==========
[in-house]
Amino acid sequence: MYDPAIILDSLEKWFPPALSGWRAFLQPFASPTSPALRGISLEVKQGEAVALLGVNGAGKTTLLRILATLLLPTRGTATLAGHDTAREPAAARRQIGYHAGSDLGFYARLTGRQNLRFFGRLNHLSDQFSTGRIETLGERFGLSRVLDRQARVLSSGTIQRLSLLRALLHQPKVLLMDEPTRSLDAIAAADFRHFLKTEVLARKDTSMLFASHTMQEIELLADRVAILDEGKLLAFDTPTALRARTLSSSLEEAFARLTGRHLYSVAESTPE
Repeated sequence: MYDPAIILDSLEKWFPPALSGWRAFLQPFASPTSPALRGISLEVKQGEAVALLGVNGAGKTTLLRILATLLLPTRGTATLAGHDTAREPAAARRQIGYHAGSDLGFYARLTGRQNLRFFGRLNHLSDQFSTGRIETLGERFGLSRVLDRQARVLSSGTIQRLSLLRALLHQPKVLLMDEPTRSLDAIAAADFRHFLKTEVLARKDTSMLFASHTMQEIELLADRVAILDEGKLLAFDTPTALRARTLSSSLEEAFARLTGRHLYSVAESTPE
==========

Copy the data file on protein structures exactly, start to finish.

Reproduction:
[in-house]
Amino acid sequence: MYDPAIILDSLEKWFPPALSGWRAFLQPFASPTSPALRGISLEVKQGEAVALLGVNGAGKTTLLRILATLLLPTRGTATLAGHDTAREPAAARRQIGYHAGSDLGFYARLTGRQNLRFFGRLNHLSDQFSTGRIETLGERFGLSRVLDRQARVLSSGTIQRLSLLRALLHQPKVLLMDEPTRSLDAIAAADFRHFLKTEVLARKDTSMLFASHTMQEIELLADRVAILDEGKLLAFDTPTALRARTLSSSLEEAFARLTGRHLYSVAESTPE
Repeated sequence: MYDPAIILDSLEKWFPPALSGWRAFLQPFASPTSPALRGISLEVKQGEAVALLGVNGAGKTTLLRILATLLLPTRGTATLAGHDTAREPAAARRQIGYHAGSDLGFYARLTGRQNLRFFGRLNHLSDQFSTGRIETLGERFGLSRVLDRQARVLSSGTIQRLSLLRALLHQPKVLLMDEPTRSLDAIAAADFRHFLKTEVLARKDTSMLFASHTMQEIELLADRVAILDEGKLLAFDTPTALRARTLSSSLEEAFARLTGRHLYSVAESTPE